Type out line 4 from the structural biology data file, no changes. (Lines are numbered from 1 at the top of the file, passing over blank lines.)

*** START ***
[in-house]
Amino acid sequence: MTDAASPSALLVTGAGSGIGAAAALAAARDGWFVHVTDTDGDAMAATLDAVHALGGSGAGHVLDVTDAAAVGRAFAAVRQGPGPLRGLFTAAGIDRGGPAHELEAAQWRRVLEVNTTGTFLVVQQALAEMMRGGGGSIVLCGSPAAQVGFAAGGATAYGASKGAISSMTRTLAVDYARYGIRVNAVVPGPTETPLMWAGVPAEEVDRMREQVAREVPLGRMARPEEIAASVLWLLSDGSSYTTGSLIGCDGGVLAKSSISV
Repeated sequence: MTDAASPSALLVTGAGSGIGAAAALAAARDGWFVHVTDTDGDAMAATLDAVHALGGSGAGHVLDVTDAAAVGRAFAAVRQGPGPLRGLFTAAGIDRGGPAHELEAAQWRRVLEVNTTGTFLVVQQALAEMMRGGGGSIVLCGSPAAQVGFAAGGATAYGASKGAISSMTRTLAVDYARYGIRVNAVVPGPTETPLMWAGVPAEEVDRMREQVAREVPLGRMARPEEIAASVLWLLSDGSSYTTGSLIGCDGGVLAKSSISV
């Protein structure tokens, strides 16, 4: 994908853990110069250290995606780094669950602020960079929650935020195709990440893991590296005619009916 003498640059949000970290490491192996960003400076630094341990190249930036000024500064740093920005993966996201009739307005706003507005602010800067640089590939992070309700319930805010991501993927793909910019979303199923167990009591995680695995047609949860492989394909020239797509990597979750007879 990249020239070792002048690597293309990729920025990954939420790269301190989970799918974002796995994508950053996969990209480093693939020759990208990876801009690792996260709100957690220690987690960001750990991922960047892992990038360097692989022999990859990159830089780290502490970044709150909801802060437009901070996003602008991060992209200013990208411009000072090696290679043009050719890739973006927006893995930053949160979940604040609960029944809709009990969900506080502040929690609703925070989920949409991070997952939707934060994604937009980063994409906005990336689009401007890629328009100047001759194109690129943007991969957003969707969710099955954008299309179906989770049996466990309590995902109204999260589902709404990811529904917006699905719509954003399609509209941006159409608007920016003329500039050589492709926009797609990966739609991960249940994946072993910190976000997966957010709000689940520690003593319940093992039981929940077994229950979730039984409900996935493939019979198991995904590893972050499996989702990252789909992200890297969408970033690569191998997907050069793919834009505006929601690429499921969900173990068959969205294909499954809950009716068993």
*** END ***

């Protein structure tokens, strides 16, 4: 994908853990110069250290995606780094669950602020960079929650935020195709990440893991590296005619009916 003498640059949000970290490491192996960003400076630094341990190249930036000024500064740093920005993966996201009739307005706003507005602010800067640089590939992070309700319930805010991501993927793909910019979303199923167990009591995680695995047609949860492989394909020239797509990597979750007879 990249020239070792002048690597293309990729920025990954939420790269301190989970799918974002796995994508950053996969990209480093693939020759990208990876801009690792996260709100957690220690987690960001750990991922960047892992990038360097692989022999990859990159830089780290502490970044709150909801802060437009901070996003602008991060992209200013990208411009000072090696290679043009050719890739973006927006893995930053949160979940604040609960029944809709009990969900506080502040929690609703925070989920949409991070997952939707934060994604937009980063994409906005990336689009401007890629328009100047001759194109690129943007991969957003969707969710099955954008299309179906989770049996466990309590995902109204999260589902709404990811529904917006699905719509954003399609509209941006159409608007920016003329500039050589492709926009797609990966739609991960249940994946072993910190976000997966957010709000689940520690003593319940093992039981929940077994229950979730039984409900996935493939019979198991995904590893972050499996989702990252789909992200890297969408970033690569191998997907050069793919834009505006929601690429499921969900173990068959969205294909499954809950009716068993």